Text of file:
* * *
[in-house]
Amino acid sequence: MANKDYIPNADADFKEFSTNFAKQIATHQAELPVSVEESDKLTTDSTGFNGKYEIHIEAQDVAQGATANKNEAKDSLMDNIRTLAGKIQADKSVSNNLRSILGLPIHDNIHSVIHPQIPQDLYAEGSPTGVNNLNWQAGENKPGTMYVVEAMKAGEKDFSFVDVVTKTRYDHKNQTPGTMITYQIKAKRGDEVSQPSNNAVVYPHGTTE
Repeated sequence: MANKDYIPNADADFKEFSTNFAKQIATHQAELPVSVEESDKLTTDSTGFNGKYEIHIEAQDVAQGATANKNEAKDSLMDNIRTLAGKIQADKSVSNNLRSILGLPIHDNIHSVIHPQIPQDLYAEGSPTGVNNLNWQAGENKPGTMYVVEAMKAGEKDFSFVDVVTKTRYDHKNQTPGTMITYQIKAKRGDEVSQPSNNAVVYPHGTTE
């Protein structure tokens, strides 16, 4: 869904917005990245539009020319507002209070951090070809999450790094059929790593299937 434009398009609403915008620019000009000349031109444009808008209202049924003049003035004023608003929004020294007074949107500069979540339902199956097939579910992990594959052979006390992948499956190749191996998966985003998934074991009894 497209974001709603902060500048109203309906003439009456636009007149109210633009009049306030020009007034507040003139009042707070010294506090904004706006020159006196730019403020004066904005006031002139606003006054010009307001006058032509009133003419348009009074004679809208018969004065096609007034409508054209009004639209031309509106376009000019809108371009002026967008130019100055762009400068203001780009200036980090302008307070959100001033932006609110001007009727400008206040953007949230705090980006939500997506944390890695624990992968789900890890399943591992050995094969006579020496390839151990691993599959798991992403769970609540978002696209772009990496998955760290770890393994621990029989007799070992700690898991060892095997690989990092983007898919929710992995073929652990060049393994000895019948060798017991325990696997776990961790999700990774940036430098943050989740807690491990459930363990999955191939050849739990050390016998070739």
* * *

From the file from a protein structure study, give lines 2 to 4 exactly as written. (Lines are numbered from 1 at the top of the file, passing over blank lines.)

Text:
Amino acid sequence: MANKDYIPNADADFKEFSTNFAKQIATHQAELPVSVEESDKLTTDSTGFNGKYEIHIEAQDVAQGATANKNEAKDSLMDNIRTLAGKIQADKSVSNNLRSILGLPIHDNIHSVIHPQIPQDLYAEGSPTGVNNLNWQAGENKPGTMYVVEAMKAGEKDFSFVDVVTKTRYDHKNQTPGTMITYQIKAKRGDEVSQPSNNAVVYPHGTTE
Repeated sequence: MANKDYIPNADADFKEFSTNFAKQIATHQAELPVSVEESDKLTTDSTGFNGKYEIHIEAQDVAQGATANKNEAKDSLMDNIRTLAGKIQADKSVSNNLRSILGLPIHDNIHSVIHPQIPQDLYAEGSPTGVNNLNWQAGENKPGTMYVVEAMKAGEKDFSFVDVVTKTRYDHKNQTPGTMITYQIKAKRGDEVSQPSNNAVVYPHGTTE
């Protein structure tokens, strides 16, 4: 869904917005990245539009020319507002209070951090070809999450790094059929790593299937 434009398009609403915008620019000009000349031109444009808008209202049924003049003035004023608003929004020294007074949107500069979540339902199956097939579910992990594959052979006390992948499956190749191996998966985003998934074991009894 497209974001709603902060500048109203309906003439009456636009007149109210633009009049306030020009007034507040003139009042707070010294506090904004706006020159006196730019403020004066904005006031002139606003006054010009307001006058032509009133003419348009009074004679809208018969004065096609007034409508054209009004639209031309509106376009000019809108371009002026967008130019100055762009400068203001780009200036980090302008307070959100001033932006609110001007009727400008206040953007949230705090980006939500997506944390890695624990992968789900890890399943591992050995094969006579020496390839151990691993599959798991992403769970609540978002696209772009990496998955760290770890393994621990029989007799070992700690898991060892095997690989990092983007898919929710992995073929652990060049393994000895019948060798017991325990696997776990961790999700990774940036430098943050989740807690491990459930363990999955191939050849739990050390016998070739």